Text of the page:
Greenbug, Schizaphis graminum (Rondani), has been a key pest of sorghum since the late 1960ís and has exhibited biotype development since at least the early 1960ís. Biotypes have the ability to overcome host plant resistance, which is the most cost effective mechanism of greenbug control in sorghum. We examined the relationship between virulence (the ability of a biotype to cause plant damage) of five greenbug biotypes on sorghum using one subjective and 6 objective damage measures. Sorghum seedlings of four genotypes were infested with ~30 greenbugs and grown in environmental chambers until the susceptible check was rated at 7 on a 9 point damage scale. Initial and final plant height and whole plant fresh and dry weight were recorded. Regression slopes of dry weight on wet weight were all positive, and were shallower for sorghum biotypes than for the other biotypes. Additionally, stepwise regression revealed two predictors of damage rating: biomass (b=0.467, p=0.001) and plant growth (b=-0.361, p < 0.001). Interaction effects between sorghum genotypes and greenbug biotypes were also significant (biomass: p=0.033, growth: p < 0.001). These results show: a) sorghum biotypes have higher virulence on sorghum, b) the subjective rating scale represents important objective damage measures, and c) interaction effects between biotypes and sorghum genotypes exist for the prediction parameters. Understanding virulence through plant damage affords us a practical application, maximizing yield potential, as well as a theoretical application, determining what plant parameters may influence insect biotype development.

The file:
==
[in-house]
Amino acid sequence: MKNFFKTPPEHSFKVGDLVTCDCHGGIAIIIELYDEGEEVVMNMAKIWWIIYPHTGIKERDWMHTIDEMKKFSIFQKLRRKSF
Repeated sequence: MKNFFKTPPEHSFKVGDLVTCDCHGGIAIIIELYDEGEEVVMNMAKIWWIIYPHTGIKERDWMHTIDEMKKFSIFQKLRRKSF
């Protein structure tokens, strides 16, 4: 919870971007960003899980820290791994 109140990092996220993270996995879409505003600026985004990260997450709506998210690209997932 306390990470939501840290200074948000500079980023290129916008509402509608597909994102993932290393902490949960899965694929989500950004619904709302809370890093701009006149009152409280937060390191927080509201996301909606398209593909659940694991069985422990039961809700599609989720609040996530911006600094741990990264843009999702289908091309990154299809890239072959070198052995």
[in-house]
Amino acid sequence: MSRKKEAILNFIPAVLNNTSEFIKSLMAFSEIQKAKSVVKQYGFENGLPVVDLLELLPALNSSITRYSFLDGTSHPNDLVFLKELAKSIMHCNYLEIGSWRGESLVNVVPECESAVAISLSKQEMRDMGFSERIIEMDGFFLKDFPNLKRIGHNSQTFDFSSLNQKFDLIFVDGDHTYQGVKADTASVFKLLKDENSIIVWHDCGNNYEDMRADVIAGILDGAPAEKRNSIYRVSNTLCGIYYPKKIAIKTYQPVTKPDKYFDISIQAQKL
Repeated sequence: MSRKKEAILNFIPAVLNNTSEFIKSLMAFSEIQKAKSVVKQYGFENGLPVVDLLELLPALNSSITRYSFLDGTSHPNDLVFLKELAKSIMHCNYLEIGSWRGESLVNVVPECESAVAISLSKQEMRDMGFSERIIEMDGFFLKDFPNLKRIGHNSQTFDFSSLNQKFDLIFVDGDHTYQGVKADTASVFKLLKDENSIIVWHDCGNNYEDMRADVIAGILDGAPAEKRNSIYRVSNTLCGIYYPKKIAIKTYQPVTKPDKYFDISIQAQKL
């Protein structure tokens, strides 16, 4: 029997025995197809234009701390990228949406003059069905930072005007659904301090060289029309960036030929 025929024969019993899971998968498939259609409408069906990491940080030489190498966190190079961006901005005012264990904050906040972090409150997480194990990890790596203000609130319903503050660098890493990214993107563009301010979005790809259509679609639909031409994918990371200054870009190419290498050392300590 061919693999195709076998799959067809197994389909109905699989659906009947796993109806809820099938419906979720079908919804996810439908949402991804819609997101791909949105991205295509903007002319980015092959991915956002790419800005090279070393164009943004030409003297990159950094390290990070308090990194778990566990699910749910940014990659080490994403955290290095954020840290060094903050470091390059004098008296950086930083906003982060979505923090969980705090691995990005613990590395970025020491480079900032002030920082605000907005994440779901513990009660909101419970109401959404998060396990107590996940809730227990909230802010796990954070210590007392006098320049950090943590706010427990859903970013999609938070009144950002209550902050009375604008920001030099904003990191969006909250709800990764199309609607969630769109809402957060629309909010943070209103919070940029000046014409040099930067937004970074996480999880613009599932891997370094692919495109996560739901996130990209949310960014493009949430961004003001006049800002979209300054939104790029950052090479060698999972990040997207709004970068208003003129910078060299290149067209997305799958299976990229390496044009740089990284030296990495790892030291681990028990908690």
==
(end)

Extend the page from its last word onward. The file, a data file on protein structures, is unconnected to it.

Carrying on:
Species 1: Homoptera Aphididae Schizaphis graminum (greenbug)
Keywords: plant resistance, host races
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